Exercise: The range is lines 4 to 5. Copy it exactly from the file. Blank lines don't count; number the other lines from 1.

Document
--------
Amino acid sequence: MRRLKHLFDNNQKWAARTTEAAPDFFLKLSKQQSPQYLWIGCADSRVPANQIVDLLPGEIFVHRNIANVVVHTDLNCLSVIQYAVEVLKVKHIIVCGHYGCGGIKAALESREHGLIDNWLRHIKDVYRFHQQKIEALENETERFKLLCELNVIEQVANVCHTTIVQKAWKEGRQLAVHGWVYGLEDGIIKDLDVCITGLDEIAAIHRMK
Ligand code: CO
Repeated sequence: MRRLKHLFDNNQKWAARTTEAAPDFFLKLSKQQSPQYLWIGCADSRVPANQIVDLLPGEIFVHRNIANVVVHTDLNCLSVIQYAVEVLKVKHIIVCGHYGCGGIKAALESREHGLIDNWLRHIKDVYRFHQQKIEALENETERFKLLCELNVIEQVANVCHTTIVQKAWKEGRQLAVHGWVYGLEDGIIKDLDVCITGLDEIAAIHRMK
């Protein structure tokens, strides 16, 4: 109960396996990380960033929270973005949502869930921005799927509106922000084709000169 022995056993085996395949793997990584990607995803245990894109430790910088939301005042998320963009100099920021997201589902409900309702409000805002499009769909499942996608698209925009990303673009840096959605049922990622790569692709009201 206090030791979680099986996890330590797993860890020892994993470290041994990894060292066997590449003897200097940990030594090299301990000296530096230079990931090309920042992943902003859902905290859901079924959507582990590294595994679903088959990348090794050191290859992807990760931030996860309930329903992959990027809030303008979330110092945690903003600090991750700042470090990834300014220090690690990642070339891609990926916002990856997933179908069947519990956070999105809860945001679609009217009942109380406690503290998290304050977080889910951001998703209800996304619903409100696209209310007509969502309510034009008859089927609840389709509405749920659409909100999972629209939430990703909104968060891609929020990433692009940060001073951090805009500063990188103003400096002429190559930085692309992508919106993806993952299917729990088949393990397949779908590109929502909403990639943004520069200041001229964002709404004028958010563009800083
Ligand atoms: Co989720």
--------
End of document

């Protein structure tokens, strides 16, 4: 109960396996990380960033929270973005949502869930921005799927509106922000084709000169 022995056993085996395949793997990584990607995803245990894109430790910088939301005042998320963009100099920021997201589902409900309702409000805002499009769909499942996608698209925009990303673009840096959605049922990622790569692709009201 206090030791979680099986996890330590797993860890020892994993470290041994990894060292066997590449003897200097940990030594090299301990000296530096230079990931090309920042992943902003859902905290859901079924959507582990590294595994679903088959990348090794050191290859992807990760931030996860309930329903992959990027809030303008979330110092945690903003600090991750700042470090990834300014220090690690990642070339891609990926916002990856997933179908069947519990956070999105809860945001679609009217009942109380406690503290998290304050977080889910951001998703209800996304619903409100696209209310007509969502309510034009008859089927609840389709509405749920659409909100999972629209939430990703909104968060891609929020990433692009940060001073951090805009500063990188103003400096002429190559930085692309992508919106993806993952299917729990088949393990397949779908590109929502909403990639943004520069200041001229964002709404004028958010563009800083
Ligand atoms: Co989720």